Allocated to the Oregon National Guard in 1940, activated on April 18, 1941 at Portland Municipal Airport. The newly formed unit began operations with two officers, 108 enlisted men, and two aircraft, a North American BC-1A (like the AT-6) and a Douglas O-46A. The squadron flew observation missions primarily along the Pacific Coast and occasionally made mail flights.


Ordered to active service in September 1941 as part of the pre-World War II buildup of the United States Army Air Corps and assigned to the 70th Observation Group, Fourth Air Force. After the Japanese attack on Pearl Harbor, flew anti-submarine patrols along the Pacific Coast from airfields in Oregon and Washington, later becoming part of the air defense forces of Southern California. This included one of the first missions flown from a U.S. base on December 7, 1941. Flew anti-submarine patrols until mid-1943 when the mission was turned over to the United States Navy.


Reassigned to Third Air Force, the squadron was first sent first to Texas, then to Oklahoma for combat reconnaissance and aerial photography training to support Army ground forces. After training, the unit deployed to China Burma India Theater, as part of the Fourteenth Air Force where they engaged in unarmed observation flights over Japanese-held territory supporting Chinese Nationalist forces. Flying B-25 Mitchells, A-20 Havocs, and DB-7 Boston Havocs originally built for the RAF the squadron flew from rough and remote airfields in China throughout the rest of the War, later converting to the unarmed high-speed long-range P-38 Lightning's and F-5 Reconnaissance Lightning's. The squadron received credit for participation in seven campaigns in World War II.


Lockheed F-5A Lightning is the photo - reconnaissance variant of the famous P-38. The "F" designation was use for aircraft with a photo  mission.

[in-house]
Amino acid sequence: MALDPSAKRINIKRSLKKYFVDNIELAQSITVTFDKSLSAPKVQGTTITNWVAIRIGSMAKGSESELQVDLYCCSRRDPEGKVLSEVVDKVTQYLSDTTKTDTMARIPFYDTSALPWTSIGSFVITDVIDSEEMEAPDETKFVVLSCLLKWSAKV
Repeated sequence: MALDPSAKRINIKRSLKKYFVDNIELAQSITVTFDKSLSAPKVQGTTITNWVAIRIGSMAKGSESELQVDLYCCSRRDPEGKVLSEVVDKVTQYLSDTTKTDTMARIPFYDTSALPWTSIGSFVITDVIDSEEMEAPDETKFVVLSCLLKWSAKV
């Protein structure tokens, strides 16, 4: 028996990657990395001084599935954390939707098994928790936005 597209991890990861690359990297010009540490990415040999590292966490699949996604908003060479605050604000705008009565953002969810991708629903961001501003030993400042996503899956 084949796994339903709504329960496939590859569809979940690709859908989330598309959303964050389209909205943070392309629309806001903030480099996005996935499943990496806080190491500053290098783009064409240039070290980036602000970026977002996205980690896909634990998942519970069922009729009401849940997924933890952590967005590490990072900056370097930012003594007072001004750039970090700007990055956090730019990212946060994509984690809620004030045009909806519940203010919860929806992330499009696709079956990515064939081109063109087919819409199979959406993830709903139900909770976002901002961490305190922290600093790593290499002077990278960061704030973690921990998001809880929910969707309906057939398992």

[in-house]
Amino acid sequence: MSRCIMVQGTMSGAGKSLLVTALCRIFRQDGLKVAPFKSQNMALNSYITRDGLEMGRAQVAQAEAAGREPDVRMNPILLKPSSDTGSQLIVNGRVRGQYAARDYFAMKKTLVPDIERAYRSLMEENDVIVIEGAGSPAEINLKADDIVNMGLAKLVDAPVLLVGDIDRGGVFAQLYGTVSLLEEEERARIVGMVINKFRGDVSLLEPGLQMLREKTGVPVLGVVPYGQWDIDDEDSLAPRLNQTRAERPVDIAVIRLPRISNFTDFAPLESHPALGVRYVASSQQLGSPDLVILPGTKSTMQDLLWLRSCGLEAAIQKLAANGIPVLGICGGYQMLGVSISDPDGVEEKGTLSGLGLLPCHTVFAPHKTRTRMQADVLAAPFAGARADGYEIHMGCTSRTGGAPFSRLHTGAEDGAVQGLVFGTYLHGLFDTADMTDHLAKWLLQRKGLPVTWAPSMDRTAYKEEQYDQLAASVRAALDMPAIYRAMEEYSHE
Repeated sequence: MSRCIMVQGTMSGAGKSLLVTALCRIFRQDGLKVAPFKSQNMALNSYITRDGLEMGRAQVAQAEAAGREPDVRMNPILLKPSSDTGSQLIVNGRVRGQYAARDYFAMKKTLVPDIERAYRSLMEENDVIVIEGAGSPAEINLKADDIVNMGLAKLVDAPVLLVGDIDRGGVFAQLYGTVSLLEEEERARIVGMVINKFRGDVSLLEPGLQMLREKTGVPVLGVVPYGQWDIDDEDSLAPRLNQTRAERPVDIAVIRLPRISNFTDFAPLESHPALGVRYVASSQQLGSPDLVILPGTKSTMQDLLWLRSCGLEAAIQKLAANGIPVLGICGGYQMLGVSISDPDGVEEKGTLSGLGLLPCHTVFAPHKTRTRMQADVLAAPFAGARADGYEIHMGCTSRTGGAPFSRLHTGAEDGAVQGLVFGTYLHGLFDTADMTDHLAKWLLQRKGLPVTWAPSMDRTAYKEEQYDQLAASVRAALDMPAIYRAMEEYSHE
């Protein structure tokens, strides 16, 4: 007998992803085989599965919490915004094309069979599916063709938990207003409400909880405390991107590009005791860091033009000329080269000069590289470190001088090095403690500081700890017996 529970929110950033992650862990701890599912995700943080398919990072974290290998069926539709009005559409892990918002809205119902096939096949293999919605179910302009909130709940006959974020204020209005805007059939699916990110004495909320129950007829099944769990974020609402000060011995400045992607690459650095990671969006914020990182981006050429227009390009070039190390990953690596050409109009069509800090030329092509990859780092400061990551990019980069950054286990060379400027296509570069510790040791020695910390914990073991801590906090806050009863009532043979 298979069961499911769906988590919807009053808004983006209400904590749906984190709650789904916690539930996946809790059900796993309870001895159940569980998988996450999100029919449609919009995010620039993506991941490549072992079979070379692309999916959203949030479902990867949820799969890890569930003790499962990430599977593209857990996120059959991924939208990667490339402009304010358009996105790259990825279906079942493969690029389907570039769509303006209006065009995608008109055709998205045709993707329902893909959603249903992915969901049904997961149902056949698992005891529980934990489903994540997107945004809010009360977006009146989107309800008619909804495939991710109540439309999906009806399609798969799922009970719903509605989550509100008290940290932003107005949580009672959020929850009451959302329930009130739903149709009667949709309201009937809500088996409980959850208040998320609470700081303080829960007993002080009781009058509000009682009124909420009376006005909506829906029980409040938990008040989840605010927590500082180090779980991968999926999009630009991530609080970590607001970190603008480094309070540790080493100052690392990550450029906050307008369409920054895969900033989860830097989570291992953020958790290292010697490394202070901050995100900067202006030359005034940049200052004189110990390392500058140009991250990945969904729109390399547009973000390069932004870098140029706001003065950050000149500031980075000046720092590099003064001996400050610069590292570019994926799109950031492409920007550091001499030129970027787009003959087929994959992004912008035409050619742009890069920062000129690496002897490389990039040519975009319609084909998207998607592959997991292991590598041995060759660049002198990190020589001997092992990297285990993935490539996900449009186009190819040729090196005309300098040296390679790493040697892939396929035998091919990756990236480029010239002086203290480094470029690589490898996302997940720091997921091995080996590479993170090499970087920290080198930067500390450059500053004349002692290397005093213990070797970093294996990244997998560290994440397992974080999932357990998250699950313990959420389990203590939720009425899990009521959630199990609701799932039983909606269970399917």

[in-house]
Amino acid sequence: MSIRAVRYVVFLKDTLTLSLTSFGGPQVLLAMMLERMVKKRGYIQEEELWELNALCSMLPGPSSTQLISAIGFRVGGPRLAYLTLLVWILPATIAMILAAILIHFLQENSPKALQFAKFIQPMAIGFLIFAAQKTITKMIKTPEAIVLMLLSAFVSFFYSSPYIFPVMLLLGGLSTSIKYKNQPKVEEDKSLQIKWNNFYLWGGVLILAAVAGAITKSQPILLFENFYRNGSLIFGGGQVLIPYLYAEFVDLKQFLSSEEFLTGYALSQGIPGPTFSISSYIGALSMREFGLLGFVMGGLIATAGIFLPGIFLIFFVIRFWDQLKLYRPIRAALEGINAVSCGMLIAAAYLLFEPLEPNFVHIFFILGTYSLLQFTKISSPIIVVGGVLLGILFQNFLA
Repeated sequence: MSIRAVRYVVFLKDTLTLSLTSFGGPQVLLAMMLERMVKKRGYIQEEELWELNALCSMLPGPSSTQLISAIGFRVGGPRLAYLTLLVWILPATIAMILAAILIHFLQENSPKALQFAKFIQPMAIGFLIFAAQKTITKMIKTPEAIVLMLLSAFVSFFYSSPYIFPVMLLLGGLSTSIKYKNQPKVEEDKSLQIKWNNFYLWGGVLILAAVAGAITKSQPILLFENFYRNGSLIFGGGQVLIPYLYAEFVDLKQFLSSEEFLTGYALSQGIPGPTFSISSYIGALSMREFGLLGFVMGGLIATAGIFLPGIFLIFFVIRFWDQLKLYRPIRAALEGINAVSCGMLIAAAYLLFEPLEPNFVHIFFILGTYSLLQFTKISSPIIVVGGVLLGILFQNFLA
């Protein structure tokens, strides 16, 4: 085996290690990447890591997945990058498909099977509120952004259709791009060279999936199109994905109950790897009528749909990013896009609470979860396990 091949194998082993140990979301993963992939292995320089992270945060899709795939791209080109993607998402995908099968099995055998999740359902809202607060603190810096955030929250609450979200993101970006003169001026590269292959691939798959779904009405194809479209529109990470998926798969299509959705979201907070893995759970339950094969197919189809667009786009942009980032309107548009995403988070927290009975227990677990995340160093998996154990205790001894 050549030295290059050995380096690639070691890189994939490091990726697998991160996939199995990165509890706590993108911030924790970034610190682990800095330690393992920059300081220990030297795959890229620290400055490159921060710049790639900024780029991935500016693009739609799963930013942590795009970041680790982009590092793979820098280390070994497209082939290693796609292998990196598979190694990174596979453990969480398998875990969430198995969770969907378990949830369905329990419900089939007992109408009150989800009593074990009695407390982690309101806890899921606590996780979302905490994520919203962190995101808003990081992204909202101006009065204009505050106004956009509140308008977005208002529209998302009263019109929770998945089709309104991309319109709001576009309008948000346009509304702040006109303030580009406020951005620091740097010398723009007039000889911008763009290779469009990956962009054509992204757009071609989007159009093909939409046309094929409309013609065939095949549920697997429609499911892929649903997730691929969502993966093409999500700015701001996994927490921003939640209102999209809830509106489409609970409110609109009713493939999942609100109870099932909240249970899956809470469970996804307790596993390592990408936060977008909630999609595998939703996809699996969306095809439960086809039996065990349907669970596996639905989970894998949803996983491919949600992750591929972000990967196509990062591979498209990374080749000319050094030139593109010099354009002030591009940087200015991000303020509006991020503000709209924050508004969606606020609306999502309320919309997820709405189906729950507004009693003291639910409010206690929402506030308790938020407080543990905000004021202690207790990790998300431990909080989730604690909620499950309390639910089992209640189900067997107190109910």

Not all 123d personnel served with the 35th Photographic Reconnaissance Squadron (35th PRS), as some were diverted to other units as early as 1942 and served elsewhere in the Pacific and in Europe. As part of the large drawdown of forces after the war, the 35th PRS inactivated on November 7, 1945 at Camp Kilmer, New Jersey.


The wartime squadron, designated the 35th Photographic Reconnaissance Squadron redesignated as the 123d Fighter Squadron, Single Engine and was allotted to the Oregon Air National Guard, on May 24, 1946. It was organized at Portland Municipal Airport, Oregon and was extended federal recognition on June 26, 1946 by the National Guard Bureau. The 123d Fighter Squadron was bestowed the history, honors, and colors of the 35th PRS. The 123d FS was assigned to the 142d Fighter Group at Portland Municipal Airport beginning fighter operations for the first time in the North American F-51D Mustang with 75 officers and 800 enlisted men. The units were allotted to Continental Air Command, with a mission of the air defense of the State of Oregon.


North American F-51D Mustang of the 123rd FIS during the units Korean War activation.


As a result of the Korean War, the squadron was called to active duty on 10 February 1951 and redesignated as the 123d Fighter-Interceptor Squadron falling under the command of the McChord AFB based 325th Fighter-Interceptor Wing and later, the 4704th Defense Wing in February 1952 after the inactivation of the 325th FIW. The squadron conducted air intercept training missions with its F-51s until June 1952 when it was re-equipped with the F-86F Sabre daylight interceptor. On 1 November 1952, the 123rd was released back to the Oregon ANG after its personnel, mission, and equipment were absorbed by the newly activated 357th Fighter-Interceptor Squadron.


Re-formed as part of the 142d Fighter-Interceptor Group with F-86A Sabres the 123rd resumed its peacetime mission of the air defense of Oregon. In 1955, the Redhawks transitioned to the F-94A Starfire and a new mission. With this new all-weather interceptor, the mission of the 123d Fighter-Interceptor Squadron changed from day interceptor to day and night all-weather interceptor. In 1957, the 123d again upgraded to the improved F-89J Scorpion then in 1966 to the supersonic F-102A Delta Dagger. In the summer of 1958, the 142d implemented the ADC Runway Alert Program, in which interceptors of the 123d Fighter-Interceptor Squadron were committed to a five-minute runway alert 24 hours a day, 7 days a week, 365 days a year.